The double-waved light curves are more or less similar (see Fig. 2), differing only in their effective amplitudes Ac (for a definition, see Mikulášek et al. 2007a), where the subscript c denotes the photometric passband. Light-curve magnitudes can then be expressed as (5)where mcj(t) is the magnitude in color c observed by the jth observer, is the mean magnitude, which can be variable over the long term. This was the case for WIRE measurements, where we had to assume a cubic trend.

thumbnail Fig. 1

The dependence of the primary maximum phases derived from Eq. (7) on time. ∇ – BV photometry (Provin 1953), full circle – UV photometry from OAO-2 satellite (Molnar 1975); ◇ – 10-color medium-band photometry (Musielok & Madej 1988); □ – Hipparcos photometry (ESA 1997);  △  ubvy photometry of Pyper & Adelman (1985), the oblique line represents the Guthnick’s ephemeris from Eq. (1), and the star on it the phase position to which are referred the spectroscopic maps we used.

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thumbnail Fig. 2

Observed light curves constructed from original data in several passdands, whose effective wavelengths in nm are given on the right. For clarity, individual LCs are shifted in their magnitudes. Full circles – UV photometry from OAO-2 satellite (Molnar 1975), ◇ – 10-color medium-band photometry (Musielok et al. 1980);  △  ubvy photometry of Pyper & Adelman (1985); ∇   −   BV (Provin 1953); □   −  Hipparcos photometry (ESA 1997), and small full circles relate to broad-band photometry of WIRE (Retter et al. 2004) – each point is the median of 1600 individual time-consecutive measurements.

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Function F(ϑ) is the simplest normalised periodic function that represents the observed photometric variations of ε UMa in detail. The phase of maximum brightness is defined to be 0.00, and the effective amplitude is defined to be 1.0. The function, being the sum of three terms, is described by two dimensionless parameters β1 and β2, where β1 quantifies the difference in heights of the primary and the secondary maxima and β2 expresses any asymmetry in the light curve (6)where ϑ is the phase function. The O-C diagram (see Fig. 1 and Table 2) indicates that the function is linear; thus, we assumed it to have the form (7)where P is the period of the linear fit and M0 is the HJD time of the primary maximum nearest the weighted centre of all observations except WIRE ones. The time of basic primary maximum in WIRE timing is then M0W. All 39 model parameters were computed simultaneously by a weighted non-linear LSM regression applied to the complete observational material.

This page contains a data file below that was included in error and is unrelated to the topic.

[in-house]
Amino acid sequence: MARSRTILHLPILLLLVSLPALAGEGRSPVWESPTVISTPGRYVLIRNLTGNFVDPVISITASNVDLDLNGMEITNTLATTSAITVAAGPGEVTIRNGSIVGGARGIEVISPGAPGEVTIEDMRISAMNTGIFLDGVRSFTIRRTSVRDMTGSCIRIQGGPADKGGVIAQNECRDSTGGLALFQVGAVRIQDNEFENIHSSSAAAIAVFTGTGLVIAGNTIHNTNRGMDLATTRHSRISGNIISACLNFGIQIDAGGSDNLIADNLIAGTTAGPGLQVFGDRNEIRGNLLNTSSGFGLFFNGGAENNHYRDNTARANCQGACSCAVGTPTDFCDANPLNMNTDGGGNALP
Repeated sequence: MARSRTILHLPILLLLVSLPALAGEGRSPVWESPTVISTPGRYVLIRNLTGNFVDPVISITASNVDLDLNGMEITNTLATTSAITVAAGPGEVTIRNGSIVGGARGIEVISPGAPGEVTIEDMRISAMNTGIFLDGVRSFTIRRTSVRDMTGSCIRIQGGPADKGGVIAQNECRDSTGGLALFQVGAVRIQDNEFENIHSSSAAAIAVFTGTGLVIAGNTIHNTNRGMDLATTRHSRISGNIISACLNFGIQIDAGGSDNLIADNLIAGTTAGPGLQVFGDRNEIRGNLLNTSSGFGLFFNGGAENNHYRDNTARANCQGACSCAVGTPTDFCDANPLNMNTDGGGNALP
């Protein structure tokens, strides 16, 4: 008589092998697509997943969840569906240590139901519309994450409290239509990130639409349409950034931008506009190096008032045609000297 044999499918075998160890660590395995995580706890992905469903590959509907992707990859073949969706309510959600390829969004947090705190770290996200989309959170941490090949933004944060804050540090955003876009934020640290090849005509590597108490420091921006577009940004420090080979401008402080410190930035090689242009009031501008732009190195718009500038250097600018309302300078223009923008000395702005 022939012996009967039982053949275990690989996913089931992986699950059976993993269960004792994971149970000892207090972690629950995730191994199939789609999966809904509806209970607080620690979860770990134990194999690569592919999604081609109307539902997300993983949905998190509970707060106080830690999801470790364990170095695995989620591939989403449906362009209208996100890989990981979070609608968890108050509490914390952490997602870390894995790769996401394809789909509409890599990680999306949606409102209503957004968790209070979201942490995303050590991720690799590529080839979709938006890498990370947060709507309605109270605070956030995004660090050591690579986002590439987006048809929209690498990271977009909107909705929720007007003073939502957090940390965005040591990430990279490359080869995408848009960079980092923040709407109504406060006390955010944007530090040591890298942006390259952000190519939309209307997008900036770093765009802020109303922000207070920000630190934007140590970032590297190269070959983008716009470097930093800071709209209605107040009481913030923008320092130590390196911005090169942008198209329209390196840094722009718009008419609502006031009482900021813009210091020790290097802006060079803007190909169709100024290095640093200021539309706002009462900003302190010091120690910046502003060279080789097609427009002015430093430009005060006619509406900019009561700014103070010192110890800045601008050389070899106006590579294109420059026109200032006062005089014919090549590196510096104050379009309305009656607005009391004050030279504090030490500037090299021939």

We found these parameters to be P = 5ḍ088631(18),  M0 = 2442150.778(11),and  M0W = 196ḍ9647(31). The effective amplitudes Ac are given in Table 3, β1 = 0.557(5), and β2 =  −0.056(7). The adequacy of the adopted linear model for the phase function given in Eq. (7) can be tested by studying the changes in the mutual phase LC maxima with time of observed light curves (see Fig. 1).

Rotational phases evaluated according to Guthnick’s ephemeris Eq. (1), ϕGuth can be transformed to new phases according to Eq. (7), ϕnew by means of the relation (8)where t denotes the time in JD, T the time in years, and their respectivefractions.